The Society of Thoracic Surgeons, The Society of Cardiovascular Anesthesiologists, and The American Society of ExtraCorporeal Technology

Clinical Practice Guidelines—Anticoagulation During Cardiopulmonary Bypass

Linda Shore-Lesserson, MD; Robert A. Baker, PhD, CCP; Victor A. Ferraris, MD, PhD; Philip E. Greilich, MD; David Fitzgerald, MPH, CCP; Philip Roman, MD, MPH; John W. Hammon, MD


Anesth Analg. 2018;126(2):413-424. 

In This Article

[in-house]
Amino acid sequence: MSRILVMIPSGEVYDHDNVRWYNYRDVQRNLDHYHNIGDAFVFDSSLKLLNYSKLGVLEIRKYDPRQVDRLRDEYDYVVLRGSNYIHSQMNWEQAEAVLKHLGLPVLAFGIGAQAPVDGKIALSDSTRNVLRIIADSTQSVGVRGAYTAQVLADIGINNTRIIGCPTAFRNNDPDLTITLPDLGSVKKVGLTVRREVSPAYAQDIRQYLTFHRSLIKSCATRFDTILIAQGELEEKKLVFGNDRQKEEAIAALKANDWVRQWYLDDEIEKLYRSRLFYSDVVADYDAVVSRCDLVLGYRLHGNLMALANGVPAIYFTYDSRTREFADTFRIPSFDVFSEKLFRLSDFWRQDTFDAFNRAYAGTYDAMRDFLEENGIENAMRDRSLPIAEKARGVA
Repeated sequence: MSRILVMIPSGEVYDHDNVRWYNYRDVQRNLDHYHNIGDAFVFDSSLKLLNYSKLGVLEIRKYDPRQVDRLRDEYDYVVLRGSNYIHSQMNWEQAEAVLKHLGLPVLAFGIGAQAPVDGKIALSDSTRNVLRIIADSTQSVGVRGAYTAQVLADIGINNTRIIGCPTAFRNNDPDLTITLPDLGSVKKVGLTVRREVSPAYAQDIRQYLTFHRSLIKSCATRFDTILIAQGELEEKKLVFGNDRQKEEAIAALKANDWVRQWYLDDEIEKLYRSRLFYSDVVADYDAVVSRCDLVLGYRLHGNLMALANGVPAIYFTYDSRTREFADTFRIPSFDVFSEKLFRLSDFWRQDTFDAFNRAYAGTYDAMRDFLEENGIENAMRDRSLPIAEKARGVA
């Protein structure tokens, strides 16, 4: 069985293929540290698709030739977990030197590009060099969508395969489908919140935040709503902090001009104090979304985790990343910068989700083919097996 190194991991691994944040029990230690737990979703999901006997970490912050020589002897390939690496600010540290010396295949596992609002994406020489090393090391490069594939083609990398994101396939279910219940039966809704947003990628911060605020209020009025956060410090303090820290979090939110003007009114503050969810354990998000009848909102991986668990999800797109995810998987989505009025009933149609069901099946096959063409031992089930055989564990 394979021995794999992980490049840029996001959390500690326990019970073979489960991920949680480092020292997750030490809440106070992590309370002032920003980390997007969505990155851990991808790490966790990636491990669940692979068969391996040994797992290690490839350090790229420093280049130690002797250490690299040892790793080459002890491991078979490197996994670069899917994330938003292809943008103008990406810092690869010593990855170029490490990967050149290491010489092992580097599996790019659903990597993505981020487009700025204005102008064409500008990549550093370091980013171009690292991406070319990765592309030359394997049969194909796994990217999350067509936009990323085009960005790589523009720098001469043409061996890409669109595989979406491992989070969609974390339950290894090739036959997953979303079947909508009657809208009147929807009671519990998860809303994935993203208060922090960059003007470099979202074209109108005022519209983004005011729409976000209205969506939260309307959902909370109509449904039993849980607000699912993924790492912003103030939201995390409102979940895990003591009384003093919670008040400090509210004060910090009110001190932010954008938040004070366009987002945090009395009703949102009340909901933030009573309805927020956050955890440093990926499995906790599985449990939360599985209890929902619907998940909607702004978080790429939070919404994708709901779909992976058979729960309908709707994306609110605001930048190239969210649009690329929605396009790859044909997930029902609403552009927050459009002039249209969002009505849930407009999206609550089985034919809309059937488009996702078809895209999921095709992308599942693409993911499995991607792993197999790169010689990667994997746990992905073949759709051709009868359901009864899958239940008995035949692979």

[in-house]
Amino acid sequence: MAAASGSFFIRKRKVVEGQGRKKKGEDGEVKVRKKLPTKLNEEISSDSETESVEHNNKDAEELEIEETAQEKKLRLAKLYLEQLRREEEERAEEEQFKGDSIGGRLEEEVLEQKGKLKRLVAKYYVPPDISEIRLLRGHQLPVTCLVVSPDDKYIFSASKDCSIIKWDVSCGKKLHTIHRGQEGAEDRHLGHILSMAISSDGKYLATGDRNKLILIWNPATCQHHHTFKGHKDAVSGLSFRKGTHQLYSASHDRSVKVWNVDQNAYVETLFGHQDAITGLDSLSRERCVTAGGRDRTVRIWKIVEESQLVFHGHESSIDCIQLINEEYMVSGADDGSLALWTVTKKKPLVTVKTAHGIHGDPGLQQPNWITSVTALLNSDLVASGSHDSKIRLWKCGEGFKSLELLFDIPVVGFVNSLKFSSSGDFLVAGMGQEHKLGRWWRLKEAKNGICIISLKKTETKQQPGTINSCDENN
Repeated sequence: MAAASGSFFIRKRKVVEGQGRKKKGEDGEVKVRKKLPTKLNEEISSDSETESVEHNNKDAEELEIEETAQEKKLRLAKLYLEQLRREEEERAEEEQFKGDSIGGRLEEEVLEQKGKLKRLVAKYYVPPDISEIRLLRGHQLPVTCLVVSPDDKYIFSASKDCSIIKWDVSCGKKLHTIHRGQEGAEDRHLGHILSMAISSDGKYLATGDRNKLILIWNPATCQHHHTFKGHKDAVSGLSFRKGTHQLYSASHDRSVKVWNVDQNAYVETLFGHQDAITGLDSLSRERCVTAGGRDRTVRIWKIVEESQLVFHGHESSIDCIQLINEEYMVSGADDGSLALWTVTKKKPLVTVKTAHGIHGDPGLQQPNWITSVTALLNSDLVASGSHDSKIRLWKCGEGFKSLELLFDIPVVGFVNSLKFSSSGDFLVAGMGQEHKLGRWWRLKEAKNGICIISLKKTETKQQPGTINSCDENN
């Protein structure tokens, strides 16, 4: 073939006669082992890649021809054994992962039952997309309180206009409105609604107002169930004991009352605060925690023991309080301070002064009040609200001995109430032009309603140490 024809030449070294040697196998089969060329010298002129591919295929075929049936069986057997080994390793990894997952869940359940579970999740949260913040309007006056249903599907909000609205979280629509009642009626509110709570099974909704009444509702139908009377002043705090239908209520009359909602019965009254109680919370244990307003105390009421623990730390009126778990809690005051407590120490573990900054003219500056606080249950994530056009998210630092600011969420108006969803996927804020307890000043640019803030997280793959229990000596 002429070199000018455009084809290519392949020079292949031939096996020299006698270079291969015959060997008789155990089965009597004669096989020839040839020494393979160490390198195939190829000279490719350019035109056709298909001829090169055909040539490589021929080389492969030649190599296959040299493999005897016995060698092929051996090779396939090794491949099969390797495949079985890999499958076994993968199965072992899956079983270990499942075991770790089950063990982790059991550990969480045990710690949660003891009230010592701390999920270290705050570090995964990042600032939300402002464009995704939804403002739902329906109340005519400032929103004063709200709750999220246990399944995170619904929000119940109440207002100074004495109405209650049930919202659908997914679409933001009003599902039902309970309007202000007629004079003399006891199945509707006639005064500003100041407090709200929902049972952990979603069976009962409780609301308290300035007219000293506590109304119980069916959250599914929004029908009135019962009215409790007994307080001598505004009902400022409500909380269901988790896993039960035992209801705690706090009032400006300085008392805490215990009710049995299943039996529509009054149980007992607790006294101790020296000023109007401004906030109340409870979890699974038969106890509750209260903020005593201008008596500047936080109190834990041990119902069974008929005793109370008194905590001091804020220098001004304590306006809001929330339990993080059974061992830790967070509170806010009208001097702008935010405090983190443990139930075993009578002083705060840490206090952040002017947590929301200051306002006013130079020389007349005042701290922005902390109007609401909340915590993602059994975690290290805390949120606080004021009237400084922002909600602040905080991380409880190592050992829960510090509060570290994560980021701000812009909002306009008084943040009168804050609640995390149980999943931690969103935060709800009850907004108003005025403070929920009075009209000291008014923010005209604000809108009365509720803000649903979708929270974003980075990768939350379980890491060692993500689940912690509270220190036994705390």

The ideal anticoagulation strategy for cardiac surgery with CPB in patients who cannot take heparin does not exist. Heparin and protamine remain the gold standard for anticoagulation therapy. A small subset of patients requires heparin alternatives for the conduct of CPB. Bivalirudin seems to offer the safest heparin alternative in this setting. This drug has a short half-life of approximately 25 minutes. Nonetheless, coagulopathy occurs in bivalirudin-treated patients. There is no well-defined reversal agent for bivalirudin, and patients with coagulopathy and excessive bleeding require unusual interventions for hemorrhage control. Only anecdotal experience is available to address coagulopathy in cases of bivalirudin-related hemorrhage.[68,71] Consensus suggests that a multifaceted approach offers the best chance of successful hemorrhage control for these patients. Recombinant activated factor VII may be an important part of hemorrhage control but other interventions including modified ultrafiltration, hemodialysis, and clotting factor replacement are also advocated.[71]